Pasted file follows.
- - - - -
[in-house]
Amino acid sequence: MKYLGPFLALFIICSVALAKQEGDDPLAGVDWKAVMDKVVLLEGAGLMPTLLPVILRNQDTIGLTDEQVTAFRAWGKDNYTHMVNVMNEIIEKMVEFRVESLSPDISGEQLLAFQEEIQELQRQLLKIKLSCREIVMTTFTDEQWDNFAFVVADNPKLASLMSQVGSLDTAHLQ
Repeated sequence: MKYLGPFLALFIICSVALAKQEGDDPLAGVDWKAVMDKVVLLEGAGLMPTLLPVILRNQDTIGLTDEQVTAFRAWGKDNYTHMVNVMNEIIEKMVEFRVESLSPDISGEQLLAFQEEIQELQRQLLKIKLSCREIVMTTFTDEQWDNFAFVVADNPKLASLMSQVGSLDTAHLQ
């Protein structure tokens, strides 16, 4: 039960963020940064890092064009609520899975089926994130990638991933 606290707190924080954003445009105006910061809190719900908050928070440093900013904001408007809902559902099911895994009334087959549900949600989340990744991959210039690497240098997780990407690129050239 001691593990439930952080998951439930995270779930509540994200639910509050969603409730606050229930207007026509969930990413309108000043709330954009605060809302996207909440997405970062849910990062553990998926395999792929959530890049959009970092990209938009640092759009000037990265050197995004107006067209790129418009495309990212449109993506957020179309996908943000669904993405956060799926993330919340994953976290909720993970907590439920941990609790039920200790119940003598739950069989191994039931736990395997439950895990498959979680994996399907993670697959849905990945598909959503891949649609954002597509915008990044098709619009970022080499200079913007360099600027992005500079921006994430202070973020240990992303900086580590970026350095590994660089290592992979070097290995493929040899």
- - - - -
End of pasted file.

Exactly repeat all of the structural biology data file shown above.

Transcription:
[in-house]
Amino acid sequence: MKYLGPFLALFIICSVALAKQEGDDPLAGVDWKAVMDKVVLLEGAGLMPTLLPVILRNQDTIGLTDEQVTAFRAWGKDNYTHMVNVMNEIIEKMVEFRVESLSPDISGEQLLAFQEEIQELQRQLLKIKLSCREIVMTTFTDEQWDNFAFVVADNPKLASLMSQVGSLDTAHLQ
Repeated sequence: MKYLGPFLALFIICSVALAKQEGDDPLAGVDWKAVMDKVVLLEGAGLMPTLLPVILRNQDTIGLTDEQVTAFRAWGKDNYTHMVNVMNEIIEKMVEFRVESLSPDISGEQLLAFQEEIQELQRQLLKIKLSCREIVMTTFTDEQWDNFAFVVADNPKLASLMSQVGSLDTAHLQ
């Protein structure tokens, strides 16, 4: 039960963020940064890092064009609520899975089926994130990638991933 606290707190924080954003445009105006910061809190719900908050928070440093900013904001408007809902559902099911895994009334087959549900949600989340990744991959210039690497240098997780990407690129050239 001691593990439930952080998951439930995270779930509540994200639910509050969603409730606050229930207007026509969930990413309108000043709330954009605060809302996207909440997405970062849910990062553990998926395999792929959530890049959009970092990209938009640092759009000037990265050197995004107006067209790129418009495309990212449109993506957020179309996908943000669904993405956060799926993330919340994953976290909720993970907590439920941990609790039920200790119940003598739950069989191994039931736990395997439950895990498959979680994996399907993670697959849905990945598909959503891949649609954002597509915008990044098709619009970022080499200079913007360099600027992005500079921006994430202070973020240990992303900086580590970026350095590994660089290592992979070097290995493929040899």